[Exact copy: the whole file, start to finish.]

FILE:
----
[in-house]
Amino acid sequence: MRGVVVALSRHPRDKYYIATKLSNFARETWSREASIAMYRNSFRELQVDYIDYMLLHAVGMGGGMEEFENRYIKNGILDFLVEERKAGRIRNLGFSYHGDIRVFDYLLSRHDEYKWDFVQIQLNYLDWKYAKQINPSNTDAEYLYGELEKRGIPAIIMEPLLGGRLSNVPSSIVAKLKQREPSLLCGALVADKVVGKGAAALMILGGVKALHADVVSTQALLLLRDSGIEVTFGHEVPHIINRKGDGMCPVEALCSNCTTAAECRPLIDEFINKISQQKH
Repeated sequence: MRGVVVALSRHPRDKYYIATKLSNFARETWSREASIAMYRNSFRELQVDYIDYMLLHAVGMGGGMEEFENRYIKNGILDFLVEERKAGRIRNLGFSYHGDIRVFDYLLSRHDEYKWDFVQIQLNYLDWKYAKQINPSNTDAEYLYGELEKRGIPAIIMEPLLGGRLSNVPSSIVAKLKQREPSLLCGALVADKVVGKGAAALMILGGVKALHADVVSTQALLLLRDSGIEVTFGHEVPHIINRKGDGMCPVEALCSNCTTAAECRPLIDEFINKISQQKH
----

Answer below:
[in-house]
Amino acid sequence: MRGVVVALSRHPRDKYYIATKLSNFARETWSREASIAMYRNSFRELQVDYIDYMLLHAVGMGGGMEEFENRYIKNGILDFLVEERKAGRIRNLGFSYHGDIRVFDYLLSRHDEYKWDFVQIQLNYLDWKYAKQINPSNTDAEYLYGELEKRGIPAIIMEPLLGGRLSNVPSSIVAKLKQREPSLLCGALVADKVVGKGAAALMILGGVKALHADVVSTQALLLLRDSGIEVTFGHEVPHIINRKGDGMCPVEALCSNCTTAAECRPLIDEFINKISQQKH
Repeated sequence: MRGVVVALSRHPRDKYYIATKLSNFARETWSREASIAMYRNSFRELQVDYIDYMLLHAVGMGGGMEEFENRYIKNGILDFLVEERKAGRIRNLGFSYHGDIRVFDYLLSRHDEYKWDFVQIQLNYLDWKYAKQINPSNTDAEYLYGELEKRGIPAIIMEPLLGGRLSNVPSSIVAKLKQREPSLLCGALVADKVVGKGAAALMILGGVKALHADVVSTQALLLLRDSGIEVTFGHEVPHIINRKGDGMCPVEALCSNCTTAAECRPLIDEFINKISQQKH